I’m sure that some would suggest that by using a remote desktop application like Citrix you can achieve much of the enterprise features that I mention above and more. Things like security of data are much easier in Citrix. I’m just still skeptical that any remote desktop application can reach the type of iPad usability that a native iPad app can achieve.

I am interested to see how well the new Windows 8 platform will do. The idea of marrying the best of the tablet/iPad world with the best of the desktop world is an interesting idea. We’ll see if they’re able to walk that balance beam and provide that seamless experience across both sides of the aisle.

Exposing the Jabba the Hutt EHRs and Finding the Han Solo EHRs

Posted on June 21, 2011 I Written By

John Lynn is the Founder of the HealthcareScene.com blog network which currently consists of 10 blogs containing over 8000 articles with John having written over 4000 of the articles himself. These EMR and Healthcare IT related articles have been viewed over 16 million times. John also manages Healthcare IT Central and Healthcare IT Today, the leading career Health IT job board and blog. John is co-founder of InfluentialNetworks.com and Physia.com. John is highly involved in social media, and in addition to his blogs can also be found on Twitter: @techguy and @ehrandhit and LinkedIn.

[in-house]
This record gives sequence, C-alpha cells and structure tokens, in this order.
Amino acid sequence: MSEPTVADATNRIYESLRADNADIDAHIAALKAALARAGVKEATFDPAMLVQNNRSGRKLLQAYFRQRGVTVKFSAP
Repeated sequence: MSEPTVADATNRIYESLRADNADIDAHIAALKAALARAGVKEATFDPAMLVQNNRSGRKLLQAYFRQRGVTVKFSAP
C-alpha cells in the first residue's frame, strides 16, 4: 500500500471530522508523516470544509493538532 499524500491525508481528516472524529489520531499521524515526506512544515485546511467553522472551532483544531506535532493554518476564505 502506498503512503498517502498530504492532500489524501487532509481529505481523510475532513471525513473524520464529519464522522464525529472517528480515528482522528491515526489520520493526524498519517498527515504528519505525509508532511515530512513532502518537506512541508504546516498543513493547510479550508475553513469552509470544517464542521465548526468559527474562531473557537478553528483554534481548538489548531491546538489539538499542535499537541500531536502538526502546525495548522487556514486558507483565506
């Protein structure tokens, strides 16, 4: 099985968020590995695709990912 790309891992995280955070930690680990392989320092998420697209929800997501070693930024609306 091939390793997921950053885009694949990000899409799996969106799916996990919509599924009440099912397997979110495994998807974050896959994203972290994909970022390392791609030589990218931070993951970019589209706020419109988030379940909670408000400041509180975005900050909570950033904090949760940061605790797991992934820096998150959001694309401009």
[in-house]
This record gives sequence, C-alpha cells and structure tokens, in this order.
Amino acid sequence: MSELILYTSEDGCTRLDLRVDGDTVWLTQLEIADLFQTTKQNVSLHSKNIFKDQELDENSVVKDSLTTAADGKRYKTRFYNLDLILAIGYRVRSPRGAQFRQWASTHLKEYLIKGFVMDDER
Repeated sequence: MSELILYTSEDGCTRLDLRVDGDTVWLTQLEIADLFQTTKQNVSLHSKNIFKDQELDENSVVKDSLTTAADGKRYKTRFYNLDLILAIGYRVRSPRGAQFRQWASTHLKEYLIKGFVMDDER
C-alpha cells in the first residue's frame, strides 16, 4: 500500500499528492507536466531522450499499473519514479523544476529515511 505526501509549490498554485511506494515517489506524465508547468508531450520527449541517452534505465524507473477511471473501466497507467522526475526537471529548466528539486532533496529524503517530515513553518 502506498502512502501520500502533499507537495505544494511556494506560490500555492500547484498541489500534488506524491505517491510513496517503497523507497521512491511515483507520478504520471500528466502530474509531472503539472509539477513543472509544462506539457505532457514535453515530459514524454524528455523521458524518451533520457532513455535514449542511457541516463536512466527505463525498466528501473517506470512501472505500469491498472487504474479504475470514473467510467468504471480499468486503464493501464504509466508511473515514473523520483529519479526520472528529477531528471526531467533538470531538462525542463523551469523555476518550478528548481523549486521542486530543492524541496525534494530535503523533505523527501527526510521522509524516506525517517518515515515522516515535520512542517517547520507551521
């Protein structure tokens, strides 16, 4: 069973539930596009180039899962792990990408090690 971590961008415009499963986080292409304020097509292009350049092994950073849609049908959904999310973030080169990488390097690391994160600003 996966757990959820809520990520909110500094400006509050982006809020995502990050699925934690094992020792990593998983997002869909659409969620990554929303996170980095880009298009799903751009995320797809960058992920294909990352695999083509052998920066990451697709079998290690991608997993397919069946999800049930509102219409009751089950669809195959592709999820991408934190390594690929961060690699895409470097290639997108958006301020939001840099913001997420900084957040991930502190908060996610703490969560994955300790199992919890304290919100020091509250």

I’ve had some interesting reactions to my post about the various characteristics of a Jabba the Hutt EHR Vendor. One of the more interesting conversations happened by email with a reader named Richard. Yes, I have lots of interesting back channel discussions.

After a lengthy email exchange, I asked Richard if I could post our discussion on the blog so you could participate as well. He agreed and even commented, “I look forward to an expansion of our discussion.” So, here you go (or at least scroll to the bottom for a short summary of my feelings).

The conversation started with this email that Richard sent me:

I understand your reluctance to name names in your article, BUT… this is exactly what is needed.

I’ve taken a few days to ruminate over what I was going to suggest and I’d like to hear your thoughts on this if you have time.

With your readership, I suspect there are plenty of users and observers of current packages and lots of opinions. Why not set up something like a Wiki-EMR site to provide a resource that will allow everyone to provide input into the details making “Jabba” and “Han Solo” EMR systems and see where it goes? Maybe it could eliminate some of the BS surrounding some of these systems and help others who are trying to sort out there own future needs. I’m sure there are plenty of people out there who want, need and are willing to provide information on the state and future of EMR and what is BS and what isn’t. I certainly would. Let me know your (or your readers) thoughts.

Richard

Here was my response:

Hi Richard,